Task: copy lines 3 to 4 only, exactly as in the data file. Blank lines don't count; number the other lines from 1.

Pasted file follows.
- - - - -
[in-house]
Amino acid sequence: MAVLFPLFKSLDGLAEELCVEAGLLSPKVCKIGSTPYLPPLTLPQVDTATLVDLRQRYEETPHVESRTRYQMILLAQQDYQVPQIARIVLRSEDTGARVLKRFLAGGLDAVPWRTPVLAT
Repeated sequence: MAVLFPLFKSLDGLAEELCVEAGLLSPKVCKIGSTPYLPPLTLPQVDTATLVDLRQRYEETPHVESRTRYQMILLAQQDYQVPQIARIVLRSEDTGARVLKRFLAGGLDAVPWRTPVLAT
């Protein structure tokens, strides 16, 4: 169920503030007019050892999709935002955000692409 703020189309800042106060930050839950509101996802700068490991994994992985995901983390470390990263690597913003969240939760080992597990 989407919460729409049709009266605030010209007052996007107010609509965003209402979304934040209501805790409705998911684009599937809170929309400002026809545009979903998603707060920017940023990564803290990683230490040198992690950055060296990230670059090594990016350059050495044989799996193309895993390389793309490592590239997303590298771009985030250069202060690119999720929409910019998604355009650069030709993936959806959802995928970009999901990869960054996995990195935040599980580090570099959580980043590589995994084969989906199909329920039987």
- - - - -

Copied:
Repeated sequence: MAVLFPLFKSLDGLAEELCVEAGLLSPKVCKIGSTPYLPPLTLPQVDTATLVDLRQRYEETPHVESRTRYQMILLAQQDYQVPQIARIVLRSEDTGARVLKRFLAGGLDAVPWRTPVLAT
């Protein structure tokens, strides 16, 4: 169920503030007019050892999709935002955000692409 703020189309800042106060930050839950509101996802700068490991994994992985995901983390470390990263690597913003969240939760080992597990 989407919460729409049709009266605030010209007052996007107010609509965003209402979304934040209501805790409705998911684009599937809170929309400002026809545009979903998603707060920017940023990564803290990683230490040198992690950055060296990230670059090594990016350059050495044989799996193309895993390389793309490592590239997303590298771009985030250069202060690119999720929409910019998604355009650069030709993936959806959802995928970009999901990869960054996995990195935040599980580090570099959580980043590589995994084969989906199909329920039987």